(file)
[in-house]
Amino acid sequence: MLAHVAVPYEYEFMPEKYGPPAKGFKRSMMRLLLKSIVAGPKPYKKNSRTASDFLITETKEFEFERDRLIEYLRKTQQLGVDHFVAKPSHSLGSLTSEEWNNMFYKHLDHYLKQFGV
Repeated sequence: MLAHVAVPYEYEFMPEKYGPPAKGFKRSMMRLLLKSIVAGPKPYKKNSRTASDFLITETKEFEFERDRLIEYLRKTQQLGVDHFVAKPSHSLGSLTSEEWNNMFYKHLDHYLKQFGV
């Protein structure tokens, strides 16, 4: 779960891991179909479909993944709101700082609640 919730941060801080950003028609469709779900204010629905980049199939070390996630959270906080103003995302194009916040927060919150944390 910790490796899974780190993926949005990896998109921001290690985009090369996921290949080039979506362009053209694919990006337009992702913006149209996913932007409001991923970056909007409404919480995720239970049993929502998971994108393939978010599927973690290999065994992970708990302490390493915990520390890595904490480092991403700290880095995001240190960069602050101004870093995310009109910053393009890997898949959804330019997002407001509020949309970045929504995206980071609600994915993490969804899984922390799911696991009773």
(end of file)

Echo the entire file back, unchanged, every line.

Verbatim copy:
[in-house]
Amino acid sequence: MLAHVAVPYEYEFMPEKYGPPAKGFKRSMMRLLLKSIVAGPKPYKKNSRTASDFLITETKEFEFERDRLIEYLRKTQQLGVDHFVAKPSHSLGSLTSEEWNNMFYKHLDHYLKQFGV
Repeated sequence: MLAHVAVPYEYEFMPEKYGPPAKGFKRSMMRLLLKSIVAGPKPYKKNSRTASDFLITETKEFEFERDRLIEYLRKTQQLGVDHFVAKPSHSLGSLTSEEWNNMFYKHLDHYLKQFGV
């Protein structure tokens, strides 16, 4: 779960891991179909479909993944709101700082609640 919730941060801080950003028609469709779900204010629905980049199939070390996630959270906080103003995302194009916040927060919150944390 910790490796899974780190993926949005990896998109921001290690985009090369996921290949080039979506362009053209694919990006337009992702913006149209996913932007409001991923970056909007409404919480995720239970049993929502998971994108393939978010599927973690290999065994992970708990302490390493915990520390890595904490480092991403700290880095995001240190960069602050101004870093995310009109910053393009890997898949959804330019997002407001509020949309970045929504995206980071609600994915993490969804899984922390799911696991009773």